I have a forthcoming article in Communication Research Reports (see my research page for the full citation), which examines the relationship between receiver characteristics (including issue involvement, value-relevant involvement, and elaboration) and message features (including language intensity, author credibility, message quality, and message effectiveness) on perceptions of organizational credibility in public health advocacy messages.
This article stems from my thesis, and, at the time of writing the article, I understood the concept of measurement error, but did not know how to correct for measurement error in my analyses. This post is designed to (1) briefly explain random measurement error, (2) provide an example of how to correct for random measurement error by disattenuating my correlation matrix and confidence intervals from this article, and (3) address potential objections to these corrections for measurement error.
Note: The procedures to correct for measurement error in this post only work for random measurement error. If you have some sort of systematic error in your measures, these procedures are inappropriate.
Suppose our goal is to estimate the true relationship between two latent variables, $X$ and $Y$, depicted below in the ovals. For example, one of the relationships I examined in my article mentioned above is the relationship between perceptions of message effectiveness and perceptions of organizational credibility. In order to examine these relationships, I used two scales, one for message effectiveness and one for organizational credibility, to measure and observe participant perceptions of these variables. These observed (i.e., manifest) variables are depicted below in the rectangles, as $\mathbf{x}$ and $\mathbf{y}$.
We are never able to perfectly measure a latent variable, because our measures will always have random measurement error. This stems from classical test theory, which states that our observed score ($\mathbf{x}$) is a function of the true score ($T$) plus random error ($\epsilon$): $\mathbf{x} = T + \epsilon$. The latent $X$ and the measured $\mathbf{x}$ therefore do not correlate perfectly ($\: \rho_{\mathbf{x}, \mathbf{x}} \neq 1$). Likewise, the latent $Y$ and measured $\mathbf{y}$ also do not perfectly correlate ($\: \rho_{\mathbf{y}, \mathbf{y}} \neq 1$). Note that $\rho$, the Greek letter rho, is used here to represent the true correlation between $X$ and $Y$.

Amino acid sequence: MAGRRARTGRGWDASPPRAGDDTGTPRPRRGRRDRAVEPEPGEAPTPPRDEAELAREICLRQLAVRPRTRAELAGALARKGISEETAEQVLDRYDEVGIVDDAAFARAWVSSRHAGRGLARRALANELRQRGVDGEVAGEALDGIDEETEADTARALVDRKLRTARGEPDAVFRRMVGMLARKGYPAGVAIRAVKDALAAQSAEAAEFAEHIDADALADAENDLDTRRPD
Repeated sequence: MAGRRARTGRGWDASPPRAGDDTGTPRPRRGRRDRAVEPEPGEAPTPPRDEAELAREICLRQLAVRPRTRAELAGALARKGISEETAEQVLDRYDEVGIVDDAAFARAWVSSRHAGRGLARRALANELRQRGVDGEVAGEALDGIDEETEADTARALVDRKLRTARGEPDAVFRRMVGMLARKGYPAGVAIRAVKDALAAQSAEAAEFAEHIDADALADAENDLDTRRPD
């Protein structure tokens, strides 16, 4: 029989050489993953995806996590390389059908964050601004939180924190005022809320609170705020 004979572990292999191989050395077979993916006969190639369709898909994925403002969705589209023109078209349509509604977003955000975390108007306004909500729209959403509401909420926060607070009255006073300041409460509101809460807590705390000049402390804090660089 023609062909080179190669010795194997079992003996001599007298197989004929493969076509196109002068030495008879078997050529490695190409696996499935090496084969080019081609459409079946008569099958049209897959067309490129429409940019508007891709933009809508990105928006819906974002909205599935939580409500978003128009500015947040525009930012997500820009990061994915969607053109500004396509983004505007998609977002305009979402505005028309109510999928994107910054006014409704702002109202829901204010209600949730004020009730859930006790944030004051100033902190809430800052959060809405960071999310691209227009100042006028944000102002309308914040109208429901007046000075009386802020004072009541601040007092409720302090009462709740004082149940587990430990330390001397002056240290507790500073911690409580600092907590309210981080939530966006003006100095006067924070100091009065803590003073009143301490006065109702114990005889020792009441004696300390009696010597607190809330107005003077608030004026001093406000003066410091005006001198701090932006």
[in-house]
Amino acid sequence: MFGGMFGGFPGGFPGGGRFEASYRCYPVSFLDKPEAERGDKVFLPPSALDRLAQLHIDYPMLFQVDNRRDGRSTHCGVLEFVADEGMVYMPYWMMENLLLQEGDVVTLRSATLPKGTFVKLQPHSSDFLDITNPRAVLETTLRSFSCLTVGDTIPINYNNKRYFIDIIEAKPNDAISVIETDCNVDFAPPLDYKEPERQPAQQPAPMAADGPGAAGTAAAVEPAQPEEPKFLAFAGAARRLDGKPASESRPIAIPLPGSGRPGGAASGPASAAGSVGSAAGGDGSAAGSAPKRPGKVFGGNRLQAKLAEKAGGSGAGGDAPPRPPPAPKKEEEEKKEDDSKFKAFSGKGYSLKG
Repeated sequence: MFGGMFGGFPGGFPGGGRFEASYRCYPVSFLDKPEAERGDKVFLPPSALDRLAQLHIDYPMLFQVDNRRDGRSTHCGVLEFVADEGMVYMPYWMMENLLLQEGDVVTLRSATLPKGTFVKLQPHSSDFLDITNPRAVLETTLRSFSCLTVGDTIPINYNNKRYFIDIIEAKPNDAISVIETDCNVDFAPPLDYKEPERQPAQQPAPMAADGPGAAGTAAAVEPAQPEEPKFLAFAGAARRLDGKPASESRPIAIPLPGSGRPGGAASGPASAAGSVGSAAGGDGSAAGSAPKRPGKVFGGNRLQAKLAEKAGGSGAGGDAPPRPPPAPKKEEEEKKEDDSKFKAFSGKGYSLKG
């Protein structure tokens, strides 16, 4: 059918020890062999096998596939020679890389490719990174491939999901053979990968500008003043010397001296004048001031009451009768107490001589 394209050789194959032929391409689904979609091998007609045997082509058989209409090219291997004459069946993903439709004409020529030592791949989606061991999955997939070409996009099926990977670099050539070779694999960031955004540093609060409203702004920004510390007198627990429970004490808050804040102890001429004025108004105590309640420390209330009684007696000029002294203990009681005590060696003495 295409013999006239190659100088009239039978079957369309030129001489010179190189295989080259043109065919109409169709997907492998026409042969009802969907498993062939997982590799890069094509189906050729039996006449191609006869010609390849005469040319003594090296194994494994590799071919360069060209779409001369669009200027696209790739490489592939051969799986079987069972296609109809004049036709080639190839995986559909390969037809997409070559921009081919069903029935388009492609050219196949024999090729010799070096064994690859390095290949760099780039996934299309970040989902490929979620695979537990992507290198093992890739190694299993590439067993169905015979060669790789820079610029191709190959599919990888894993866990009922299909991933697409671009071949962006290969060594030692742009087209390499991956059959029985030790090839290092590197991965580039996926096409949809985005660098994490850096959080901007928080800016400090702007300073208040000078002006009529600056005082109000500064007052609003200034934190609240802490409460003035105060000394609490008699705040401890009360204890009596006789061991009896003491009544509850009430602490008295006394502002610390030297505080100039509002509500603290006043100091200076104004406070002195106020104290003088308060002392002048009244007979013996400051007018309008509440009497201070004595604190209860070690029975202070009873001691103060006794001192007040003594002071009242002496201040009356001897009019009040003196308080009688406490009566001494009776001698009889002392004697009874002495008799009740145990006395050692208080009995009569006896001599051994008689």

So, to continue with the above example, my measures of perceived message effectiveness ($\mathbf{x}$) and organizational credibility ($\mathbf{y}$) do not perfectly measure, and therefore do not perfectly correlate, with the latent variables message effectiveness ($X$) and organizational credibility ($Y$).
The observed correlation between $\mathbf{x}$ and $\mathbf{y}$ ($\hat\rho_{\mathbf{x}, \mathbf{y}}$) will always be lower than the true correlation ($\, \rho_{X, Y}$) because of measurement error. Note that a "hat" is used to denote an estimated value. So, $\rho_{X, Y}$ refers to the true correlation between latent $X$ and $Y$, and $\hat\rho_{\mathbf{x}, \mathbf{y}}$ is the estimated/observed correlation given our measurements $\mathbf{x}$ and $\mathbf{y}$. Observed correlations are therefore considered “attenuated,” because a relationship is attenuated when it is artificially diminished.
In my article on organizational credibility, the observed correlation between message effectiveness and organizational credibility is $\hat\rho_{\mathbf{x}, \mathbf{y}} = .63$. The 95% confidence interval for $\hat\rho_{\mathbf{x}, \mathbf{y}}$ is calculated with the following formula: